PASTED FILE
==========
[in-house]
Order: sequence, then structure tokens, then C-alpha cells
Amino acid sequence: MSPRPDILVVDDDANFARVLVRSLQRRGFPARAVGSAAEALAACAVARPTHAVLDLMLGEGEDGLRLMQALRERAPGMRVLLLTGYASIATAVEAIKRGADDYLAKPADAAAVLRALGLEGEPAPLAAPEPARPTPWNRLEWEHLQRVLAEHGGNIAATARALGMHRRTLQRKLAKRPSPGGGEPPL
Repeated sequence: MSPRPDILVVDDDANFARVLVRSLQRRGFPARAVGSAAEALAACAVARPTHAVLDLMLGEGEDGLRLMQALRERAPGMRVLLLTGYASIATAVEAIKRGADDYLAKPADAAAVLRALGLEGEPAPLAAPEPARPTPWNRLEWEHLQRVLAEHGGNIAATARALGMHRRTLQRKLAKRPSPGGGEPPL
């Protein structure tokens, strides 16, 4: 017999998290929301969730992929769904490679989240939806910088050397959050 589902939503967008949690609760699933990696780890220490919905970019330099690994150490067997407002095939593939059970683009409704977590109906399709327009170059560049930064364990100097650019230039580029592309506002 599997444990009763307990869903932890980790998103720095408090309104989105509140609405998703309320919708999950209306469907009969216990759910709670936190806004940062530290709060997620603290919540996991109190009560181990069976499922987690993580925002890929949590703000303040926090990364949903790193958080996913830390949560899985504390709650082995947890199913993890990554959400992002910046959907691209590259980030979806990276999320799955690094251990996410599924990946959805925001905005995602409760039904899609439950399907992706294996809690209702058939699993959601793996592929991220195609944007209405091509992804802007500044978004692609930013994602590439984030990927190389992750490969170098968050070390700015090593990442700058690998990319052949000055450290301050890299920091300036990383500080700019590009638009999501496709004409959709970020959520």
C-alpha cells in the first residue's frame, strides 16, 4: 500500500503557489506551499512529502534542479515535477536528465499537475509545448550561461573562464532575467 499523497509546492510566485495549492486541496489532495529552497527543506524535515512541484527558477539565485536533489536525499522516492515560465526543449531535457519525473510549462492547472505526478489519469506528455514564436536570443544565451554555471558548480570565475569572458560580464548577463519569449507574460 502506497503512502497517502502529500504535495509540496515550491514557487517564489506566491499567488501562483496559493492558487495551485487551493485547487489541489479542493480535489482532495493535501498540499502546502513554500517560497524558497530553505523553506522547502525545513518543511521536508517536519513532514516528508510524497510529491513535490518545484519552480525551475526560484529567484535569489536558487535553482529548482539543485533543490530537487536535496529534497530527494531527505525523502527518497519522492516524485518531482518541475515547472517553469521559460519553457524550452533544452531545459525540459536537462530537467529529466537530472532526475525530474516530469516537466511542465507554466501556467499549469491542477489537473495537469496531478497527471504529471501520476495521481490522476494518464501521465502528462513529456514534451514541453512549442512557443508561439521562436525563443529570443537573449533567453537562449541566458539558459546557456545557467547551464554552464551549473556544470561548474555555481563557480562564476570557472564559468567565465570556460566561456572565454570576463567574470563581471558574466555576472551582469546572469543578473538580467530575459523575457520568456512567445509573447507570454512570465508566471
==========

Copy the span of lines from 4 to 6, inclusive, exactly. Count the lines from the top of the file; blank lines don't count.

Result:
Repeated sequence: MSPRPDILVVDDDANFARVLVRSLQRRGFPARAVGSAAEALAACAVARPTHAVLDLMLGEGEDGLRLMQALRERAPGMRVLLLTGYASIATAVEAIKRGADDYLAKPADAAAVLRALGLEGEPAPLAAPEPARPTPWNRLEWEHLQRVLAEHGGNIAATARALGMHRRTLQRKLAKRPSPGGGEPPL
């Protein structure tokens, strides 16, 4: 017999998290929301969730992929769904490679989240939806910088050397959050 589902939503967008949690609760699933990696780890220490919905970019330099690994150490067997407002095939593939059970683009409704977590109906399709327009170059560049930064364990100097650019230039580029592309506002 599997444990009763307990869903932890980790998103720095408090309104989105509140609405998703309320919708999950209306469907009969216990759910709670936190806004940062530290709060997620603290919540996991109190009560181990069976499922987690993580925002890929949590703000303040926090990364949903790193958080996913830390949560899985504390709650082995947890199913993890990554959400992002910046959907691209590259980030979806990276999320799955690094251990996410599924990946959805925001905005995602409760039904899609439950399907992706294996809690209702058939699993959601793996592929991220195609944007209405091509992804802007500044978004692609930013994602590439984030990927190389992750490969170098968050070390700015090593990442700058690998990319052949000055450290301050890299920091300036990383500080700019590009638009999501496709004409959709970020959520």
C-alpha cells in the first residue's frame, strides 16, 4: 500500500503557489506551499512529502534542479515535477536528465499537475509545448550561461573562464532575467 499523497509546492510566485495549492486541496489532495529552497527543506524535515512541484527558477539565485536533489536525499522516492515560465526543449531535457519525473510549462492547472505526478489519469506528455514564436536570443544565451554555471558548480570565475569572458560580464548577463519569449507574460 502506497503512502497517502502529500504535495509540496515550491514557487517564489506566491499567488501562483496559493492558487495551485487551493485547487489541489479542493480535489482532495493535501498540499502546502513554500517560497524558497530553505523553506522547502525545513518543511521536508517536519513532514516528508510524497510529491513535490518545484519552480525551475526560484529567484535569489536558487535553482529548482539543485533543490530537487536535496529534497530527494531527505525523502527518497519522492516524485518531482518541475515547472517553469521559460519553457524550452533544452531545459525540459536537462530537467529529466537530472532526475525530474516530469516537466511542465507554466501556467499549469491542477489537473495537469496531478497527471504529471501520476495521481490522476494518464501521465502528462513529456514534451514541453512549442512557443508561439521562436525563443529570443537573449533567453537562449541566458539558459546557456545557467547551464554552464551549473556544470561548474555555481563557480562564476570557472564559468567565465570556460566561456572565454570576463567574470563581471558574466555576472551582469546572469543578473538580467530575459523575457520568456512567445509573447507570454512570465508566471